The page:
If anything, the last year has taught us all that we need to appreciate things more. Live in the moment and appreciate the good things while we can, because something far worse is probably lurking around the corner.

Seeing New Japan Pro Wrestling talent in an Impact Wrestling ring this week was wild. Wild, I say. And while I’d normally be cynical (and the rest), I’m genuinely delighted.

You think, these are two companies that 10 years ago this year ended their working relationship after several years of close collaboration. Like many relationships, the end wasn’t particularly pleasant. Impact was the wistful half, failing to understand the mistakes they’d made. New Japan, meanwhile, was the feisty, scorned partner, determined to stand strong and show that good for nothing ex what they’d be missing.

In the early days of Impact and New Japan’s romance everything had seemed so rosy. Wrestle Kingdom II was full of Impact talent up and down the card. A six-minute singles match between Manabu Nakanishi and Abyss early doors? I’m in. Yet when you’ve got Vince Russo lurking around, nothing good can ever happen.

Over the next couple of years, the presence of Impact talent on their flagship show did decline as the relationship began to wane, and the amount of reciprocation from the New Japan side diminished too. They withdrew their affection, feeling that they weren’t getting the love back they deserved.

The final straws were quite pitiful. Impact prioritized a program with The Nasty Boys over sending Team 3D, who were the IWGP tag champs at the time, over to Japan for a New Japan tour. If that was the equivalent of forgetting a birthday, deciding that the best use of hot prospect Kazuchika Okada’s excursion was to leave him in catering for months, and then have him dress up like the Green Hornet’s sidekick and follow Samoa Joe around like a bad smell, was like leaving the kids behind in a restaurant.

New Japan was mad and as Okada then burst out of his excursion cocoon and morphed into, forgive the metaphor, a beautiful butterfly of professional wrestling goodness, it seemed that any form of relationship with Impact during his career was entirely out of the question. Even with Scott D’Amore publicly apologizing to the New Japan locker room on behalf of the old regime, the idea of them working together was the stuff of fantasy booking.

And, to be fair, it wasn’t just because of the Seth Rogen flashbacks. Impact was America’s crisis promotion, lurching from one disaster to the other. Money problems were often the only reason people talked about them in wrestling circles. At the same time, New Japan had gone stratospheric. A decade-long development process had shot them to the forefront of the wrestling industry. They were the home of great storytelling, good booking and the best bell-to-bell work in the world. They had absolutely nothing to gain from working with Impact.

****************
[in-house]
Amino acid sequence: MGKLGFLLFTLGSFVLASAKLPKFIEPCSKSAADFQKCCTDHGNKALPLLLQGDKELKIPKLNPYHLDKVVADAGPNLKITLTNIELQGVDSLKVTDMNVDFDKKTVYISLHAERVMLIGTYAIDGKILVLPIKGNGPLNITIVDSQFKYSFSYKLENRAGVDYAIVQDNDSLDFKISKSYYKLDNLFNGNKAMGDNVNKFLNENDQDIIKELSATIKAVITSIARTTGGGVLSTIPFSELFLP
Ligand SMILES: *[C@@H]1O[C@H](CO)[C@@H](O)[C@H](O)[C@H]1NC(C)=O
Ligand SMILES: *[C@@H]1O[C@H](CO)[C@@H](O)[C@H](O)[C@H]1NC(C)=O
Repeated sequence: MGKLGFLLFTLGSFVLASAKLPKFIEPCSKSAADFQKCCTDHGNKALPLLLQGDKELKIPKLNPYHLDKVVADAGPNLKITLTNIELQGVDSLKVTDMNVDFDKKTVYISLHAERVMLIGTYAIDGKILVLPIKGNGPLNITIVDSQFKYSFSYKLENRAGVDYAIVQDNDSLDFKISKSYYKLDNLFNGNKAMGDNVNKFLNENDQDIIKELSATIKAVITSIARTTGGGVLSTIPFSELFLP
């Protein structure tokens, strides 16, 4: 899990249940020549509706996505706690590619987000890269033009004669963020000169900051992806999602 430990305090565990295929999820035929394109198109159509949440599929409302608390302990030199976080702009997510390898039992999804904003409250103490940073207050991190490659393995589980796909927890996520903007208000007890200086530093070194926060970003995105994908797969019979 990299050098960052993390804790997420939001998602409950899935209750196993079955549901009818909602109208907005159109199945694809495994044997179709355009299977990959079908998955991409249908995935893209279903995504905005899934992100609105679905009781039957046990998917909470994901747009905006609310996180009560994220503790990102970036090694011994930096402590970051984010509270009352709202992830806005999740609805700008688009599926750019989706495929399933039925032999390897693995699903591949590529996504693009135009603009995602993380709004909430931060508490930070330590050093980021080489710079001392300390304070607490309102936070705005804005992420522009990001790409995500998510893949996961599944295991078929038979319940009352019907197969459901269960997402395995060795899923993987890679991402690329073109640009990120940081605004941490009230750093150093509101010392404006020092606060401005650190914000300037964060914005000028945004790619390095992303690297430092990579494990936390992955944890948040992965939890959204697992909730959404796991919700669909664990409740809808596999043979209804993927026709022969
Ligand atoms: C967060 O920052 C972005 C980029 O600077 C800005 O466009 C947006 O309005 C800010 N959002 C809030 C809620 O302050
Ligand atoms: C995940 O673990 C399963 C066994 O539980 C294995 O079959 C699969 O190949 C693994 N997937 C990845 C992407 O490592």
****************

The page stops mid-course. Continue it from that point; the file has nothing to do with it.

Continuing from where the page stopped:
Now, times have changed.

While the likelihood of WWE penetrating into Japan is very unlikely, there is still that threat. New Japan also hasn’t quite cracked America in the way they thought they would and Ring of Honor isn’t much of an asset anymore.

AEW, and to a lesser extent Impact, are much more appealing propositions to really boost engagement across the wrestling landscape.

Chris Bey appearing in the Super J Cup at the end of 2020 was a sign that, perhaps, things were mellowing between Impact and New Japan. There were caveats though – the talent pool of guys out there for them to bring in wasn’t huge and he would have added some wrinkle of intrigue, however, small Impact’s current reach is. David Finlay and Juice Robinson rocking up in the Impact Zone though, that’s a whole different ballgame.

It was known when Karl Anderson and Doc Gallows signed with Impact that they’d had the option to work New Japan written into their bumper contracts. But to learn that they’re effectively the kingmakers in this scenario and that Impact’s deal with New Japan came about both independently, and before, AEW’s is remarkable. That term wild springs to mind again.

The opening salvo in the inevitable Good Brothers/FinJuice feud this week was good. I’m not sold on the Blues Brothers vibe FinJuice has going on but it’s Juice, he can pull off most things. The Good Brothers’ promo, mocking FinJuice as the young boys who used to carry their bags, was strong and it set the seed for a lengthy program moving forward. We got no real information from FinJuice about why they were there but it is early days. Rome wasn’t built in a day.

There are months and months of work for Impact and New Japan to do to fully rebuild their relationship. There’s a lot that can go in the space of a day in pro wrestling, let alone months. It’s also Impact we’re talking about, but for once, I’m just enjoying something fun while it happens. It’s wild and I love it.